GQ’s D.C. parlor game gone wrong

GQ has released its annual list of the "50 most powerful people in D.C.," and setting aside the inherently flawed nature of such lists (let alone the idea that GQ is well-positioned to do this one), it’s certainly fun to play the old Washington parlor game. So let’s play! In FP‘s world, the most noteworthy ...

GQ has released its annual list of the "50 most powerful people in D.C.," and setting aside the inherently flawed nature of such lists (let alone the idea that GQ is well-positioned to do this one), it's certainly fun to play the old Washington parlor game. So let's play!

In FP's world, the most noteworthy snub is listing Secretary of State Hillary Clinton 18th, after CIA director Leon Panetta (whose boss Dennis Blair is not even listed and who presides over a much-diminished agency), after former Vice President Dick Cheney (who, though influential, is out of office), and after various members of Congress. Has State fallen this far? And has Hillary really lost clout since leaving the Senate (GQ previously ranked her as high as 8th), where she chaired no committees?

Meanwhile, apparently young GOP Rep. Eric Cantor rates but National Security Advisor James L. Jones doesn't (NSC chief of staff Denis McDonough, however, does); New Yorker journalist Jane Mayer makes the cut but Joint Chiefs Chairman Adm. Michael Mullen doesn't; White House climate advisor Carol Browner is supposedly powerful but Chamber of Commerce head Tom Donahue apparently isn't; CNAS CEO Nate Fick is listed but AIPAC Executive Director Howard Kohr isn't thought to be all that influential. And I'm sure that Chinese Amb. Zhou Wenzhong, whose country holds more than $2 trillion in U.S. Treasury bills, will be surprised to learn that Michelle Obama's fashion advisor outranks him in Washington.

GQ has released its annual list of the "50 most powerful people in D.C.," and setting aside the inherently flawed nature of such lists (let alone the idea that GQ is well-positioned to do this one), it’s certainly fun to play the old Washington parlor game. So let’s play!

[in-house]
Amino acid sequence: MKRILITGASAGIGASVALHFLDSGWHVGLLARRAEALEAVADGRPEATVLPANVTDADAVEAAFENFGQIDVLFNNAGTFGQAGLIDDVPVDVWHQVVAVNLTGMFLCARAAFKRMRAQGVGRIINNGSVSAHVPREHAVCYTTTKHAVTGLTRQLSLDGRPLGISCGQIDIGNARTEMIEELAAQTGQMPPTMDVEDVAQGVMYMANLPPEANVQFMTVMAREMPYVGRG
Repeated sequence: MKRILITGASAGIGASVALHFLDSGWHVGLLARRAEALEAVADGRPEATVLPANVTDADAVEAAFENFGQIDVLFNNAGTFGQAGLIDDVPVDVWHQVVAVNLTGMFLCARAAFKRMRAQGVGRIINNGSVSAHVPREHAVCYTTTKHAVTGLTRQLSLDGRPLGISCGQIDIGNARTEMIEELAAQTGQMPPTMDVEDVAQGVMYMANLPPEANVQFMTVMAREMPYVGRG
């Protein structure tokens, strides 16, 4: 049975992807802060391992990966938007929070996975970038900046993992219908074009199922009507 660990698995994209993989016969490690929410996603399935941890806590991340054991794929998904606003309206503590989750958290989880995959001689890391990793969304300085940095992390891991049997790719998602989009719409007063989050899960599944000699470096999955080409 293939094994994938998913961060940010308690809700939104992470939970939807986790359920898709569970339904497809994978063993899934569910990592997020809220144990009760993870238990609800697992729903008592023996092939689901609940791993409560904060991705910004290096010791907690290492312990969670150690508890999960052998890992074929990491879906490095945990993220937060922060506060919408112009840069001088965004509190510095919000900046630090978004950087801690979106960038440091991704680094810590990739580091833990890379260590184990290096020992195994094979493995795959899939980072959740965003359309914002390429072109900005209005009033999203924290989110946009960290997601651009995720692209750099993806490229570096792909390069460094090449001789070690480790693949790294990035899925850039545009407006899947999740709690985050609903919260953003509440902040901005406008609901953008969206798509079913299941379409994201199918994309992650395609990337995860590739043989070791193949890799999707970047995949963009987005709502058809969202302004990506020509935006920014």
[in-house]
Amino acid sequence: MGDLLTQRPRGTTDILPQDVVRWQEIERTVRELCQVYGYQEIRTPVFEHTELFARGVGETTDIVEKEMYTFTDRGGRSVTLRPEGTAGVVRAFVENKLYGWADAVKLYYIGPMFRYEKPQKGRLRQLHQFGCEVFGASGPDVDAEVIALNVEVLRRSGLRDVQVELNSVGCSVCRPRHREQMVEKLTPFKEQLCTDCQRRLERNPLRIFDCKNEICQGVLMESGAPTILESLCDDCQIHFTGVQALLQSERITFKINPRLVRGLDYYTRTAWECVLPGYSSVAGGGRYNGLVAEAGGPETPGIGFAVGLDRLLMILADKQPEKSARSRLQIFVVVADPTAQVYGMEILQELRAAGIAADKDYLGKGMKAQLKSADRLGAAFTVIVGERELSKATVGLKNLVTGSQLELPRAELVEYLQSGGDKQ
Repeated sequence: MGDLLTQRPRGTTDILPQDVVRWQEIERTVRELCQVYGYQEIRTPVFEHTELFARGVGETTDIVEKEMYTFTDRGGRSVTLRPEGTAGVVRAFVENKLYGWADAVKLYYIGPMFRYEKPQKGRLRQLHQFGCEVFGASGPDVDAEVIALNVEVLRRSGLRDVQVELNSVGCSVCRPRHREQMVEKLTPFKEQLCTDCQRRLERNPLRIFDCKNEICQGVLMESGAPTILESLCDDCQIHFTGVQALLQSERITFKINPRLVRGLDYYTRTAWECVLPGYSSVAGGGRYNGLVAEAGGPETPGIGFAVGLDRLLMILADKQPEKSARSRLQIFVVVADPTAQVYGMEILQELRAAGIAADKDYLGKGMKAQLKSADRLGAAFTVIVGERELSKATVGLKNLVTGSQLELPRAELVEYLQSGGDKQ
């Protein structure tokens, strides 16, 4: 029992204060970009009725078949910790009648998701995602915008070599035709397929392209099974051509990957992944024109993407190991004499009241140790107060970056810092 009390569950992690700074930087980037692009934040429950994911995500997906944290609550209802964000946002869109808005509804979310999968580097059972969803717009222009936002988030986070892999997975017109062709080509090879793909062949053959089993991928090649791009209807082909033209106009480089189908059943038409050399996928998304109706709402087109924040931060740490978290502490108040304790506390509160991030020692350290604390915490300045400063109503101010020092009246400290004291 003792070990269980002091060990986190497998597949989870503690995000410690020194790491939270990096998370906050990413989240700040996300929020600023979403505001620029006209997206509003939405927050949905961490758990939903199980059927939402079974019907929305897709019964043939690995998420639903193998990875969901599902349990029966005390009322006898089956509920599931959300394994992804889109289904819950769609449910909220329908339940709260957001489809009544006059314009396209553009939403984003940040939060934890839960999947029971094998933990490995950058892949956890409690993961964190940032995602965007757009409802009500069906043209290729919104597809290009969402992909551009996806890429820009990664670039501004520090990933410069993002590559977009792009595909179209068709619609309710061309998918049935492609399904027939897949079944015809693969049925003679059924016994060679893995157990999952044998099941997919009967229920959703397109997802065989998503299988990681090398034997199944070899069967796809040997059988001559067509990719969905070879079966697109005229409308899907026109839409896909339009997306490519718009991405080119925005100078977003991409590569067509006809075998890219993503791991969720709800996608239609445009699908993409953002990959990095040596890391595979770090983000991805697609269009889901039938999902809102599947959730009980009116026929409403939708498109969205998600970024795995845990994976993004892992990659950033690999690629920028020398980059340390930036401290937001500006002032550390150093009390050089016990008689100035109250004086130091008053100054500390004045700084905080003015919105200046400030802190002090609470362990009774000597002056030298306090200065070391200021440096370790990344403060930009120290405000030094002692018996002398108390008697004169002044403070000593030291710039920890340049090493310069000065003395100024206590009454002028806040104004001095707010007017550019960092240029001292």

In FP‘s world, the most noteworthy snub is listing Secretary of State Hillary Clinton 18th, after CIA director Leon Panetta (whose boss Dennis Blair is not even listed and who presides over a much-diminished agency), after former Vice President Dick Cheney (who, though influential, is out of office), and after various members of Congress. Has State fallen this far? And has Hillary really lost clout since leaving the Senate (GQ previously ranked her as high as 8th), where she chaired no committees?

Meanwhile, apparently young GOP Rep. Eric Cantor rates but National Security Advisor James L. Jones doesn’t (NSC chief of staff Denis McDonough, however, does); New Yorker journalist Jane Mayer makes the cut but Joint Chiefs Chairman Adm. Michael Mullen doesn’t; White House climate advisor Carol Browner is supposedly powerful but Chamber of Commerce head Tom Donahue apparently isn’t; CNAS CEO Nate Fick is listed but AIPAC Executive Director Howard Kohr isn’t thought to be all that influential. And I’m sure that Chinese Amb. Zhou Wenzhong, whose country holds more than $2 trillion in U.S. Treasury bills, will be surprised to learn that Michelle Obama’s fashion advisor outranks him in Washington.

(It also seems that nobody told GQ that former NSC chief of staff Mark Lippert has already left the White House to return to the Navy.)

I do, however, appreciate the inclusion of Josh Wolman, the director of admissions at Sidwell Friends. He may not have AC-130s and helicopter gunships at his disposal, but he does have the ability to make all the parents above him on the list quiver in fear.

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